League One promotion: Luton Town and Barnsley return to Championship for 2019-20

Mick Harford (left) has been in caretaker charge of Luton Town since Nathan Jones left for Stoke on 9 January, while Daniel Stendel took over as Barnsley head coach on 6 June
Mick Harford (left) has been in caretaker charge of Luton since Nathan Jones joined Stoke in January, and Daniel Stendel became Barnsley boss in June

Luton Town and Barnsley have secured promotion back to the Championship after Tuesday's results saw both Portsmouth and Sunderland lose.

Pompey lost 3-2 at home to Peterborough, while the Black Cats were beaten 2-1 at Fleetwood Town.

Luton will be back in the second tier following a 12-year absence, while Barnsley have secured an immediate return after relegation last season.

The Hatters are now favourites to seal the League One title on Saturday.

Barnsley, level on 91 points, could still overhaul them even if Luton are victorious at home to Oxford United, but only with a heavy win at Bristol Rovers.

The Tykes are currently four goals worse off on goal difference and have scored less too (79 to the Hatters' 87), so they would have to win by a margin five goals better than whatever Luton manage.

If Luton fail to win, Barnsley would simply have to better their result to finish as champions.

Happy Hatters

Luton had fallen into non-league for five years following their departure from the Championship in 2007, but have completed their return courtesy of a third promotion in six seasons.

Financial problems led to points deductions - 10 points in 2007-08 and 30 the season after - as they suffered three successive relegations to drop out of the English Football League 10 years ago.

John Still started the rise back up English football's pyramid when Luton won the Conference in 2014, Nathan Jones took them up behind Accrington Stanley from League Two a year ago - and now caretaker boss Mick Harford, Luton's manager when they were relegated from the Football League in 2009, has returned the club to the second tier.

Luton's promotion challenge did not look at all likely over the first few weeks of the season, after they picked up one point from their first three games and were 12th after 10 matches.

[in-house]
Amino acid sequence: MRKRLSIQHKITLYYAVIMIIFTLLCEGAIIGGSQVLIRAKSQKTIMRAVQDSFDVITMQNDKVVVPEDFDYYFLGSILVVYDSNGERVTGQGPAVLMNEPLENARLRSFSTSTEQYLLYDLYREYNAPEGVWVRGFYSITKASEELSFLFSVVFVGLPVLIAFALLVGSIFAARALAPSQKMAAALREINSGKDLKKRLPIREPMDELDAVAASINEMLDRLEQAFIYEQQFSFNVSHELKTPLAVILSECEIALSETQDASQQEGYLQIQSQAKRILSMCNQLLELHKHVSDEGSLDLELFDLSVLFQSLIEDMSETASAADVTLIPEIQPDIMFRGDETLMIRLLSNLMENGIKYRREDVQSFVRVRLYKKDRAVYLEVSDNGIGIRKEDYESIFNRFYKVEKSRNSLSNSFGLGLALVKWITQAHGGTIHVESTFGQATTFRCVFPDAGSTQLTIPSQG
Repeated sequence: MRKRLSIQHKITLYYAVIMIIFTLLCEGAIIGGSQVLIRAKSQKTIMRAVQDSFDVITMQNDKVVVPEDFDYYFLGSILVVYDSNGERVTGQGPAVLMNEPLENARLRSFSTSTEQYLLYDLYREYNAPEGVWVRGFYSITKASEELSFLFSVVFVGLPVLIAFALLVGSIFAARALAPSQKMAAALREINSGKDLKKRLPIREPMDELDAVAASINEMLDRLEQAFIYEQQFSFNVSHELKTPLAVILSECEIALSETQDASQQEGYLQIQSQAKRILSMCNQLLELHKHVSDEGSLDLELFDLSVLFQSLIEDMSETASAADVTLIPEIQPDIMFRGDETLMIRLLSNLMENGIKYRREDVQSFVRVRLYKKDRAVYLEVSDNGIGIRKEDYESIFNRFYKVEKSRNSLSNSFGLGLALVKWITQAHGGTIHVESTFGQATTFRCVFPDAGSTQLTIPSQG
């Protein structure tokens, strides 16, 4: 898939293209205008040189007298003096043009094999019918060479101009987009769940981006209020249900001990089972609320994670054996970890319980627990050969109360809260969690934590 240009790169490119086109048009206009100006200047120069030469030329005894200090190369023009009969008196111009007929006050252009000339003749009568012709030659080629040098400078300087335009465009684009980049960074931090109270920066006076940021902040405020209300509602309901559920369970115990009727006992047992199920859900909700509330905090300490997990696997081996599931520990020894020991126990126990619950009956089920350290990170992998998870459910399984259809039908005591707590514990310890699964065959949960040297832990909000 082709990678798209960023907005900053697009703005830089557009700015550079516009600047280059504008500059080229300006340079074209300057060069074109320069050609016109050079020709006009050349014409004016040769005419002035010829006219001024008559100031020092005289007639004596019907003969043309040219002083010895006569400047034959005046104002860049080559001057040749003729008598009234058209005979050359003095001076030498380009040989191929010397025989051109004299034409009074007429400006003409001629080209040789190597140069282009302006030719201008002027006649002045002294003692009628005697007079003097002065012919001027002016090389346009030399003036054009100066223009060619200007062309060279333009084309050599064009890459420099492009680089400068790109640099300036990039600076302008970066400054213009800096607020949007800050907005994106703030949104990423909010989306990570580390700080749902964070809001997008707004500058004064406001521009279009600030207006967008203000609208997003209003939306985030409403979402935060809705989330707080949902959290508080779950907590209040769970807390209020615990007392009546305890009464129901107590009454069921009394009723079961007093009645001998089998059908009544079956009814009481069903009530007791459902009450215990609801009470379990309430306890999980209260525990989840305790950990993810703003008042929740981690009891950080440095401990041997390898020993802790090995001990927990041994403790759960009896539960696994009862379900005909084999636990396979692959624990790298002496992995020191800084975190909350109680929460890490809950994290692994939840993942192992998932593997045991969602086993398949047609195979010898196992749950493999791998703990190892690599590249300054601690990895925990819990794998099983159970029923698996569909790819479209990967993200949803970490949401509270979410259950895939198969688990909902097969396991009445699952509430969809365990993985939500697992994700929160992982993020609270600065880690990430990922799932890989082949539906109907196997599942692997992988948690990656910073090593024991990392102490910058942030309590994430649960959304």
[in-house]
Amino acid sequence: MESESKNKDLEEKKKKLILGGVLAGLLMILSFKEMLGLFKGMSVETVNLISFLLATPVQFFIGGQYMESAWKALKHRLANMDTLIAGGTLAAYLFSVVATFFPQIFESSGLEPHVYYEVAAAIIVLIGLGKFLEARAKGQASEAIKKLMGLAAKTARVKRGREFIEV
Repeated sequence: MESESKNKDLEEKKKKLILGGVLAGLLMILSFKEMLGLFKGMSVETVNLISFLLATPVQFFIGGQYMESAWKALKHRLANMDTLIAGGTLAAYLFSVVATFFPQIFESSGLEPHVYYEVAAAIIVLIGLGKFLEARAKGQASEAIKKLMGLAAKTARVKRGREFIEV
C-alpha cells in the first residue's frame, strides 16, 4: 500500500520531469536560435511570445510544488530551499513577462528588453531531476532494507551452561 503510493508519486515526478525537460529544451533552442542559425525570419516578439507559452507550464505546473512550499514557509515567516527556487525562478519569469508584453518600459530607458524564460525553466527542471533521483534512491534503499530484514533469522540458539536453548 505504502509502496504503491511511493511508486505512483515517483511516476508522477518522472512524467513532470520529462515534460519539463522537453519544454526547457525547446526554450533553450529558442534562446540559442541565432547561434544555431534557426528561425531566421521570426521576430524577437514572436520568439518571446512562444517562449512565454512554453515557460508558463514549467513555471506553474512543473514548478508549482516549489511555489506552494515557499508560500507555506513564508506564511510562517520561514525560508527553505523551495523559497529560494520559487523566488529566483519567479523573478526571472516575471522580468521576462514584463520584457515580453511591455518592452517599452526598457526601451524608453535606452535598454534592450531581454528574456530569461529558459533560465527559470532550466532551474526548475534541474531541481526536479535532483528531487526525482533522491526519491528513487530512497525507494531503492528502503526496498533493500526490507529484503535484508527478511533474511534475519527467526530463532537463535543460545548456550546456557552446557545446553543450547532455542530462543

Luton Town promoted

But, from the end of October, they were almost unstoppable. Not even the mid-season departure of Nathan Jones to Stoke City, described by chief executive Gary Sweet as "a little bit unethical" could disrupt them.

Luton reeled off six league wins on the spin under Harford as they went 28 league games unbeaten before losing at Charlton Athletic in mid-April.

The division's top scorer James Collins has been a huge influence since the turn of the year, having netted 16 of his 25 goals this season since Boxing Day.

With Harford expected to step aside for a longer-term appointment in the summer and plans for a new 23,000-capacity stadium gaining traction, the Kenilworth Road outfit will hope they can repeat their late 1980s and early 1990s heydays, when they spent a decade in the top flight.

Overjoyed at Oakwell

After relegation under Jose Morais 12 months ago, to further mar a season clouded by the death of owner Patrick Cryne, Barnsley's march to promotion under new German boss Daniel Stendel has always looked a distinct possibility.

After starting the season without conceding a goal in their first four matches, only once did they really wobble, when they suffered back-to-back defeats at Charlton and Shrewsbury Town in late October.

Victory at home to Fleetwood in April kicked off a run of four successive wins which ultimately secured promotion, as Portsmouth and Sunderland's respective challenges faltered.

Barnsley promoted

It speaks volumes for the respect with which they are held that five Barnsley players - goalkeeper Adam Davies, defenders Dimitri Cavare and Ethan Pinnock, midfielder Alex Mowatt and striker Kieffer Moore - were named in the PFA League One team of the season.

Now the test for Barnsley, having got back to second-tier level, is to stay there, which they did for eight straight years from 2006 to 2014.

Having then spent two seasons in League One, before going back up via the play-offs in 2016, they came back down two seasons later.

But this time they have taken just one season to get back up and, assuming they can hang on to him, having failed to do so with his promotion-winning predecessor Paul Heckingbottom, they maybe look in better shape under Stendel to consolidate.

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